I met a man from Whitton the other day. “Where,” you say. Well just hang on moment. He didn’t actually say he was from Whitton, at first. Initially, he only confided that he was from somewhere near Twickenham, whereupon noticing an imperceptible shift in my demeanor (a slight inquisitive tilt of my head perhaps) he confessed to hailing from the next stop down the track; Whitton.
Having spilled the beans, he then leant back to get a clearer view of my expression. Like a man who has just admitted to secretly wearing his wife’s clothes he looked to see my reaction, his apprehension, and a hint of embarrassment, writ large.
In fact, I was thrilled by his admission. In over 50 years he is the first person I have met who comes from the town I grew up in. Not one person, in all that time, had heard of Whitton; my town. It was as if Whitton didn’t exist. Until now.
“Whitton? Where? Never heard of it.” It’s like a mantra that you get so sick of hearing you stop dealing with facts and delve into fiction. “Me, oh, I’m from Twickenham, or really it’s Richmond, not far from Isleworth. You know, near a place called Whitton, that nobody has ever heard of. Then giving a sort of knowing laugh.
People from Hammersmith, Portsmouth, Manhattan, St.Michel, Milan, Katmandu, even Neasden or Little Rock, places with real names and identities, cannot imagine quite how deflating it is to set foot in the world, armed with a rucksack, passport and unbridled enthusiasm, to be universally met with blank puzzlement.
Bending geographical boundaries is not exclusive to Middlesex and the hinterlands of west London. I’ve met those who, in an effort to impress, used to say they came from South Chelsea, when in fact they were from Battersea. I met an artist who claimed to be from Los Angeles, when his home was in Bakersfield. And Shoreham-By-Sea is full of folk who seem to think they live in Brighton. But until that day I’d never met anyone who came from Whitton. I’d begun to think I’d imagined my childhood.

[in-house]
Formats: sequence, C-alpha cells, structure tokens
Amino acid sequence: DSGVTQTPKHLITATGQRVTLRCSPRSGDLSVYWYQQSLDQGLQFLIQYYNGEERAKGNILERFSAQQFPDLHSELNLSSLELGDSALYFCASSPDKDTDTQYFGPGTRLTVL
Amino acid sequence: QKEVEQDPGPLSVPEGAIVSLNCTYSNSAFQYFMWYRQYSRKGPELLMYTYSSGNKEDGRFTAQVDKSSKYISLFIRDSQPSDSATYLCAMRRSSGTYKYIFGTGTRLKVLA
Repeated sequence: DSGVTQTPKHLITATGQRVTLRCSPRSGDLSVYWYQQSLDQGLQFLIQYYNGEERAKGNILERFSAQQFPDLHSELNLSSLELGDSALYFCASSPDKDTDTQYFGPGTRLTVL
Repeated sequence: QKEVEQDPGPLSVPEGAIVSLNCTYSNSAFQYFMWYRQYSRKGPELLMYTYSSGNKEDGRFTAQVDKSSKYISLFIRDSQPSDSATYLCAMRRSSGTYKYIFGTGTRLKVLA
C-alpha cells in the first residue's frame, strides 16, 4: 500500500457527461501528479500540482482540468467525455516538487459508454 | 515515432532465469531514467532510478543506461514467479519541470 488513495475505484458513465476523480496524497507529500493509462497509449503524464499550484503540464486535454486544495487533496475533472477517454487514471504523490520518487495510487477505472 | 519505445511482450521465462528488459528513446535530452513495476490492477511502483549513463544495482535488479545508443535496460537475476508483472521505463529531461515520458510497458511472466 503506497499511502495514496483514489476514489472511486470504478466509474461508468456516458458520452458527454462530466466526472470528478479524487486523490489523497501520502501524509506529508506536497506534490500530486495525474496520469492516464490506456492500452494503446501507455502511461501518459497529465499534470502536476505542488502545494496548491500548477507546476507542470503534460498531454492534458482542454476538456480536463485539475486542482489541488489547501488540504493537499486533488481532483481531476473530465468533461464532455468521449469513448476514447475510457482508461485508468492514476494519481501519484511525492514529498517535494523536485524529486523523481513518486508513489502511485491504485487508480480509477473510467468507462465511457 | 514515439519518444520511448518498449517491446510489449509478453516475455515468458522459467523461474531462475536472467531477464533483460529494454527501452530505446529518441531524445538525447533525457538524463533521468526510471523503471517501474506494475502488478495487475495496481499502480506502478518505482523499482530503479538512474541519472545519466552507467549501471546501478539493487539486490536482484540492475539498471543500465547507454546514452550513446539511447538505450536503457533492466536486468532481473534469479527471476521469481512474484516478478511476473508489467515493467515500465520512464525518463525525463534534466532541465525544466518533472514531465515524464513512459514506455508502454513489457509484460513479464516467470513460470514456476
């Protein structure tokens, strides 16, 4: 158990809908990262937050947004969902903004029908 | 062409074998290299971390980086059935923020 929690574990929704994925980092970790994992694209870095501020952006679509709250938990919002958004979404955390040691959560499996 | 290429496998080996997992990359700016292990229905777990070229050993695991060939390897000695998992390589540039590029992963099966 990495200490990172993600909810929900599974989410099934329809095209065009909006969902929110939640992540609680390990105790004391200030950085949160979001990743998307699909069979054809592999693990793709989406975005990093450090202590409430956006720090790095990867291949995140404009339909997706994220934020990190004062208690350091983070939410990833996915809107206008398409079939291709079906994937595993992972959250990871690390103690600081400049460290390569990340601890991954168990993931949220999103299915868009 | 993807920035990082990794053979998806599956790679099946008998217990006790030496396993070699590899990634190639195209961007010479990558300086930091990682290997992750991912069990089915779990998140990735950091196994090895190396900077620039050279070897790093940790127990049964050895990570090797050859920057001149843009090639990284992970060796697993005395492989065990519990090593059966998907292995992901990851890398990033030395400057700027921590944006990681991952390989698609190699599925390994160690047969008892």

Nobody beyond the eastern flightpath into Heathrow has ever heard of it. I’ve met people in Richmond, ten minutes by car, or three stops back up the line by train, who haven’t. My father hadn’t heard of it in the 50s when an estate agent called Hammond, to my mother’s eternal shame, insisted they take a look.
That’s the reason why the man, of whom I write, was reluctant to name his town; it was the fear of having to excuse himself, once again, and explain how he hails from an unknown 1930s suburb, just off the A316, that comprises a high street, a modern brick built church, a big white pub called the Winning Post (famous for a concert by Osibisa the Afro/rock band, and lesser so for barring me) and streets of semi-detached homes, many with roof extensions, and nearly all with paved car parking in front of the bay windows where gardens used to be. There is one pub in the high street, The Nelson. The local petrol station and cinema both closed down when television was still black and white.
I lived in Whitton for 20 years, and even I cannot say, with any authority where the town begins and ends. Beyond the high street, with its railway bridge and architecturally underplayed station (see photograph), Whitton dissolves into a patchwork of streets. A thin, and peaceful, nature reserve follows the course of the River Crane, skirting the town’s southern flank on its serpentine course to Isleworth and The Thames. Kneller Hall, the home of the Royal School of Military Music, is a grand mock Tudor confection, on the other side of town, just a few hundred yards from the reason many people come across Whitton in the first place; as somewhere to park their cars if they are attending a rugby match at Twickenham Stadium, the monumental home of English rugby. The stadium has grown out of all proportion from the municipal green four stand stadium I competed in as a schoolboy. Today it is a looming extraterrestrial inferno of passion.
But that’s Twickenham Stadium. It might be on ‘our’ side of the A316, but it’s named after Whitton’s bigger neighbour, as if the town on which it stands (just) doesn’t exist.
And that’s the rub; I grew up in a town that doesn’t exist. So on behalf all those blighted by hereditary anonymity, cast into the mists of non existence, I want to thank that man, on the Riverside Terrace of Fulham Football Club, for standing tall and proud, and proclaiming – albeit in hushed tones – that like myself, he is from Whitton; a town where ordinariness matters.